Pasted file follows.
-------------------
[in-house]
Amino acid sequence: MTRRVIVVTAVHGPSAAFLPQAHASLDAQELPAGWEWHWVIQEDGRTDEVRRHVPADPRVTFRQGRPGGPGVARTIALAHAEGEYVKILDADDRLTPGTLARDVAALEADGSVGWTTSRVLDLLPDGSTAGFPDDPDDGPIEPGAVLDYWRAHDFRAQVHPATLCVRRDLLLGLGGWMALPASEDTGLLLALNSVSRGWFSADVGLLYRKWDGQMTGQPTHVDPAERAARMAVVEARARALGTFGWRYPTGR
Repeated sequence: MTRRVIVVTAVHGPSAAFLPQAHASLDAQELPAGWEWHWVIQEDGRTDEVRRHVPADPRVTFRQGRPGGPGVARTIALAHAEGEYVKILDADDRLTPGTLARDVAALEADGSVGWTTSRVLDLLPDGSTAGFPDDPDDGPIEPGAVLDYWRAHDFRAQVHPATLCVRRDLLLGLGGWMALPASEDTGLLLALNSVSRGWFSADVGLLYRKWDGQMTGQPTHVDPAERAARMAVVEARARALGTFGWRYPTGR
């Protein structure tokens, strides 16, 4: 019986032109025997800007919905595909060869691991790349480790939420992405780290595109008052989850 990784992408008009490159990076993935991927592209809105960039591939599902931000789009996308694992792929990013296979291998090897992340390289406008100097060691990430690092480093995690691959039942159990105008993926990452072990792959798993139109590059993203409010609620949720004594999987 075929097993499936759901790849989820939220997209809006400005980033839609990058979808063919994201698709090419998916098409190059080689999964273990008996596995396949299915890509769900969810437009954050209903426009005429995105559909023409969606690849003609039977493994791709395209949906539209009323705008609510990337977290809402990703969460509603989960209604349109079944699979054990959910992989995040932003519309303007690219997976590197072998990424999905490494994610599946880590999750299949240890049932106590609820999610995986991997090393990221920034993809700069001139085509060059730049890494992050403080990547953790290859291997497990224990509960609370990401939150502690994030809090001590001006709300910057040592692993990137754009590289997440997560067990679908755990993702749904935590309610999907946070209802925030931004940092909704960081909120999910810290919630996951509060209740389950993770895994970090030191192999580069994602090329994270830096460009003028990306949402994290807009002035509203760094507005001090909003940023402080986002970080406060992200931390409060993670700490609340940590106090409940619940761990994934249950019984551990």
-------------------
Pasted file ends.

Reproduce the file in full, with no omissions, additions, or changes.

[in-house]
Amino acid sequence: MTRRVIVVTAVHGPSAAFLPQAHASLDAQELPAGWEWHWVIQEDGRTDEVRRHVPADPRVTFRQGRPGGPGVARTIALAHAEGEYVKILDADDRLTPGTLARDVAALEADGSVGWTTSRVLDLLPDGSTAGFPDDPDDGPIEPGAVLDYWRAHDFRAQVHPATLCVRRDLLLGLGGWMALPASEDTGLLLALNSVSRGWFSADVGLLYRKWDGQMTGQPTHVDPAERAARMAVVEARARALGTFGWRYPTGR
Repeated sequence: MTRRVIVVTAVHGPSAAFLPQAHASLDAQELPAGWEWHWVIQEDGRTDEVRRHVPADPRVTFRQGRPGGPGVARTIALAHAEGEYVKILDADDRLTPGTLARDVAALEADGSVGWTTSRVLDLLPDGSTAGFPDDPDDGPIEPGAVLDYWRAHDFRAQVHPATLCVRRDLLLGLGGWMALPASEDTGLLLALNSVSRGWFSADVGLLYRKWDGQMTGQPTHVDPAERAARMAVVEARARALGTFGWRYPTGR
């Protein structure tokens, strides 16, 4: 019986032109025997800007919905595909060869691991790349480790939420992405780290595109008052989850 990784992408008009490159990076993935991927592209809105960039591939599902931000789009996308694992792929990013296979291998090897992340390289406008100097060691990430690092480093995690691959039942159990105008993926990452072990792959798993139109590059993203409010609620949720004594999987 075929097993499936759901790849989820939220997209809006400005980033839609990058979808063919994201698709090419998916098409190059080689999964273990008996596995396949299915890509769900969810437009954050209903426009005429995105559909023409969606690849003609039977493994791709395209949906539209009323705008609510990337977290809402990703969460509603989960209604349109079944699979054990959910992989995040932003519309303007690219997976590197072998990424999905490494994610599946880590999750299949240890049932106590609820999610995986991997090393990221920034993809700069001139085509060059730049890494992050403080990547953790290859291997497990224990509960609370990401939150502690994030809090001590001006709300910057040592692993990137754009590289997440997560067990679908755990993702749904935590309610999907946070209802925030931004940092909704960081909120999910810290919630996951509060209740389950993770895994970090030191192999580069994602090329994270830096460009003028990306949402994290807009002035509203760094507005001090909003940023402080986002970080406060992200931390409060993670700490609340940590106090409940619940761990994934249950019984551990």